Deus Ex Machina [SINGAPORE]
To be really honest, this wasn’t an easy record to review. In fact it could possibly have been one of the hardest that I have ever reviewed. Not that it was a bad record, but like some good classics out there, it took awhile and a few listens to get into.
I, Human is Deus Ex Machina’s sophomore effort. Unlike the debut, The War Inside, this album features Mithun as the vocalist instead of having a whole host of people on vocals. The album starts off with a spoken introduction, M(n)emo(nic)ries. While most people may be used to spoken introduction, this features a twist in which instead of the typical accented English on most other records, a Singapore-accented English was spotted (which again, took me some getting used to!).
The introduction basically summarises what Deus Ex Machina’s second album focuses on. It sounds like a scene out of a sci-fi thriller/horror, where a person is trying to escape from someone’s grip yet being unable to do so and eventually being performed experiments on (towards the end of the introduction). Thereafter, the mayhem begins.
The music is a fusion of death metal, thrash metal and progressive metal. Mithun’s vocals are versatile as can be heard from this album, where he at times goes from a low growl to a high pitched scream at the next line, while at the same time covering spoken/cleanly sung vocals as well. The songs often shift from one extreme to another, from death metal riffs to a sudden switch to an acoustic and soft interlude, and then suddenly a whole wall of sound crushes the listener again (as could be heard in Replicant).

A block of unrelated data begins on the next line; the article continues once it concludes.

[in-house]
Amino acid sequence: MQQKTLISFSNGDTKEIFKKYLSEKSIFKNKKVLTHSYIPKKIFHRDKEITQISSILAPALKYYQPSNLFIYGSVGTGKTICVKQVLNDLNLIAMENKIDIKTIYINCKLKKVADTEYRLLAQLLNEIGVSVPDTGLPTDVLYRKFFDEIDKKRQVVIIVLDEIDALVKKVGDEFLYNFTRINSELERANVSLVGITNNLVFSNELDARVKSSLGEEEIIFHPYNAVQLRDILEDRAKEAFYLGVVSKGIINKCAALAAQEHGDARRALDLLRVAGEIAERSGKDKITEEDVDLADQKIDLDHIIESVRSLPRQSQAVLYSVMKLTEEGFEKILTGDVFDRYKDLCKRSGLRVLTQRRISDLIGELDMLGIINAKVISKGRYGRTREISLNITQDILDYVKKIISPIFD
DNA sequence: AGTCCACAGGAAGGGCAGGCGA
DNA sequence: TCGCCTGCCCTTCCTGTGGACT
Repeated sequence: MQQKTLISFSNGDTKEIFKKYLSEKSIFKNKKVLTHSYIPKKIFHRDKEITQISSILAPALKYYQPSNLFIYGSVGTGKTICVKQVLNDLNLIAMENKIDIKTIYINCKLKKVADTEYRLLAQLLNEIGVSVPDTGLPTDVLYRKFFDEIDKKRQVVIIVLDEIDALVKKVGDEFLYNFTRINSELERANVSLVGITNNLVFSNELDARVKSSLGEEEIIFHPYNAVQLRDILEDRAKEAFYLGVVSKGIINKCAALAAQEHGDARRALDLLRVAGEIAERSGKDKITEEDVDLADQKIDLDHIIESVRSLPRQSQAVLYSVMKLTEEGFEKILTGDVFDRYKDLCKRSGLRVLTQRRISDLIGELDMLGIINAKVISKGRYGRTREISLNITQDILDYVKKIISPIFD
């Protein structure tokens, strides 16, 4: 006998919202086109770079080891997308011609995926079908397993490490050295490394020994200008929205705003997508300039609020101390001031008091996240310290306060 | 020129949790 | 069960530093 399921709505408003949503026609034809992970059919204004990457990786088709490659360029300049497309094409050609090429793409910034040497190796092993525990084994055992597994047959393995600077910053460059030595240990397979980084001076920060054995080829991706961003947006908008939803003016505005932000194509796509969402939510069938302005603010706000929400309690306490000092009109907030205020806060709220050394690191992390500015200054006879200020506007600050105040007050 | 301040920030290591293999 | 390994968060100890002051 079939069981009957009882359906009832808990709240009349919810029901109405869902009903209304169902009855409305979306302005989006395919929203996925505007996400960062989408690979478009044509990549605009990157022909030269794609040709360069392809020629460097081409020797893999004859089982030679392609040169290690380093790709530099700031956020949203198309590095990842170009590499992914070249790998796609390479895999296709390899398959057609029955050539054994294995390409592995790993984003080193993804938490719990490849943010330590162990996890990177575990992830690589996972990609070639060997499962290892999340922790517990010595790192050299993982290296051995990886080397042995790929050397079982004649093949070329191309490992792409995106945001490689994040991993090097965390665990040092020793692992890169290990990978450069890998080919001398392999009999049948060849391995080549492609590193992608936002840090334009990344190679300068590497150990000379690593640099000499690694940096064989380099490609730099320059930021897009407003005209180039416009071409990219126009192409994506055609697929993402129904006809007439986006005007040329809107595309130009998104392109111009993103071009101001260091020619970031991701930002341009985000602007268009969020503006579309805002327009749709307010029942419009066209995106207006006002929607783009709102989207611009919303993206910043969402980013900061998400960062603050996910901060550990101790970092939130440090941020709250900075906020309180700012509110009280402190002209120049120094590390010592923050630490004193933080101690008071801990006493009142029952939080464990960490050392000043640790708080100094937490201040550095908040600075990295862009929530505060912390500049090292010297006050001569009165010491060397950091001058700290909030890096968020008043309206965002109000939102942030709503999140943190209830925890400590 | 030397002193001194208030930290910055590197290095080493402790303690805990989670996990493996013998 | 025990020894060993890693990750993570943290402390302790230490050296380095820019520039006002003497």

Fans of music that you can headbang from start to end should be wary though, Deus Ex Machina is definitely not an easy band to headbang to, featuring time signatures that are constantly switching. Their progressive approach to writing music certainly contributed to what made the initial listening to the album difficult, but once the listener gets the hang of it, the music is certainly very enjoyable (especially if played loud!). The album then closes with the untitled instrumental track, displaying the technical skills of each of the other instrumentalists.
Unlike most lyrical contents that a typical death metal band may focus on, Deus Ex Machina has chosen the topic of cloning to write about for this album. Inspired by the novel I, Robot, the album revolves around an unnamed character who gradually awakens realizing he is a clone. The lyrics that invoke one to think of the future of cloning certainly makes I, Human an interesting record to listen to.
A big thank you to Mithun and the whole of DeM for the complimentary copy of the album
Deus Ex Machina on MySpace.